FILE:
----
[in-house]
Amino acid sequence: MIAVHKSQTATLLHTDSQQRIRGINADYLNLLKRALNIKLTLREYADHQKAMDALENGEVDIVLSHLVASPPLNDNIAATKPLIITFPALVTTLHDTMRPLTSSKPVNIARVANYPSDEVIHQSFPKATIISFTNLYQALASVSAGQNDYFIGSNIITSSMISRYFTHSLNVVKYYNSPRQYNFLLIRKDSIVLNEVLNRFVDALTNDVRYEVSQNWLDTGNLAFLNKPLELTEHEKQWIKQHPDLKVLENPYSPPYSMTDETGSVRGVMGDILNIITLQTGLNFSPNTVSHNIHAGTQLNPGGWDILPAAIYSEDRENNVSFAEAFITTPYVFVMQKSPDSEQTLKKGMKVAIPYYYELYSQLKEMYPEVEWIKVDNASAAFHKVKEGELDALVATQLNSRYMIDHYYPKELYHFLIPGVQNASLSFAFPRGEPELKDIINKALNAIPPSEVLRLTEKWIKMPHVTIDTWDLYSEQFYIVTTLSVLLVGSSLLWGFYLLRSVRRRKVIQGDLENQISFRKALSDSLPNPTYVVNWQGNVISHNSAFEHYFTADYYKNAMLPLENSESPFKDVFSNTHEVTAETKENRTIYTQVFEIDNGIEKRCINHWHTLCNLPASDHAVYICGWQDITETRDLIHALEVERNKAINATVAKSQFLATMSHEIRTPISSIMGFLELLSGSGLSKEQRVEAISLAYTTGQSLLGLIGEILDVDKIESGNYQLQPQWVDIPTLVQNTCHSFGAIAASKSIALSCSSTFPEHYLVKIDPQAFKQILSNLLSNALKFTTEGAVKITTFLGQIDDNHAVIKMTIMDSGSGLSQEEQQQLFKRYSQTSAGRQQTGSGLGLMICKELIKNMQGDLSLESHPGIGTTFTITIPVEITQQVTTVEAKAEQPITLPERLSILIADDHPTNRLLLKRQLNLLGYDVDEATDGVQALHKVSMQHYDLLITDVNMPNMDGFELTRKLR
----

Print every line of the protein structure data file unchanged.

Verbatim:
[in-house]
Amino acid sequence: MIAVHKSQTATLLHTDSQQRIRGINADYLNLLKRALNIKLTLREYADHQKAMDALENGEVDIVLSHLVASPPLNDNIAATKPLIITFPALVTTLHDTMRPLTSSKPVNIARVANYPSDEVIHQSFPKATIISFTNLYQALASVSAGQNDYFIGSNIITSSMISRYFTHSLNVVKYYNSPRQYNFLLIRKDSIVLNEVLNRFVDALTNDVRYEVSQNWLDTGNLAFLNKPLELTEHEKQWIKQHPDLKVLENPYSPPYSMTDETGSVRGVMGDILNIITLQTGLNFSPNTVSHNIHAGTQLNPGGWDILPAAIYSEDRENNVSFAEAFITTPYVFVMQKSPDSEQTLKKGMKVAIPYYYELYSQLKEMYPEVEWIKVDNASAAFHKVKEGELDALVATQLNSRYMIDHYYPKELYHFLIPGVQNASLSFAFPRGEPELKDIINKALNAIPPSEVLRLTEKWIKMPHVTIDTWDLYSEQFYIVTTLSVLLVGSSLLWGFYLLRSVRRRKVIQGDLENQISFRKALSDSLPNPTYVVNWQGNVISHNSAFEHYFTADYYKNAMLPLENSESPFKDVFSNTHEVTAETKENRTIYTQVFEIDNGIEKRCINHWHTLCNLPASDHAVYICGWQDITETRDLIHALEVERNKAINATVAKSQFLATMSHEIRTPISSIMGFLELLSGSGLSKEQRVEAISLAYTTGQSLLGLIGEILDVDKIESGNYQLQPQWVDIPTLVQNTCHSFGAIAASKSIALSCSSTFPEHYLVKIDPQAFKQILSNLLSNALKFTTEGAVKITTFLGQIDDNHAVIKMTIMDSGSGLSQEEQQQLFKRYSQTSAGRQQTGSGLGLMICKELIKNMQGDLSLESHPGIGTTFTITIPVEITQQVTTVEAKAEQPITLPERLSILIADDHPTNRLLLKRQLNLLGYDVDEATDGVQALHKVSMQHYDLLITDVNMPNMDGFELTRKLR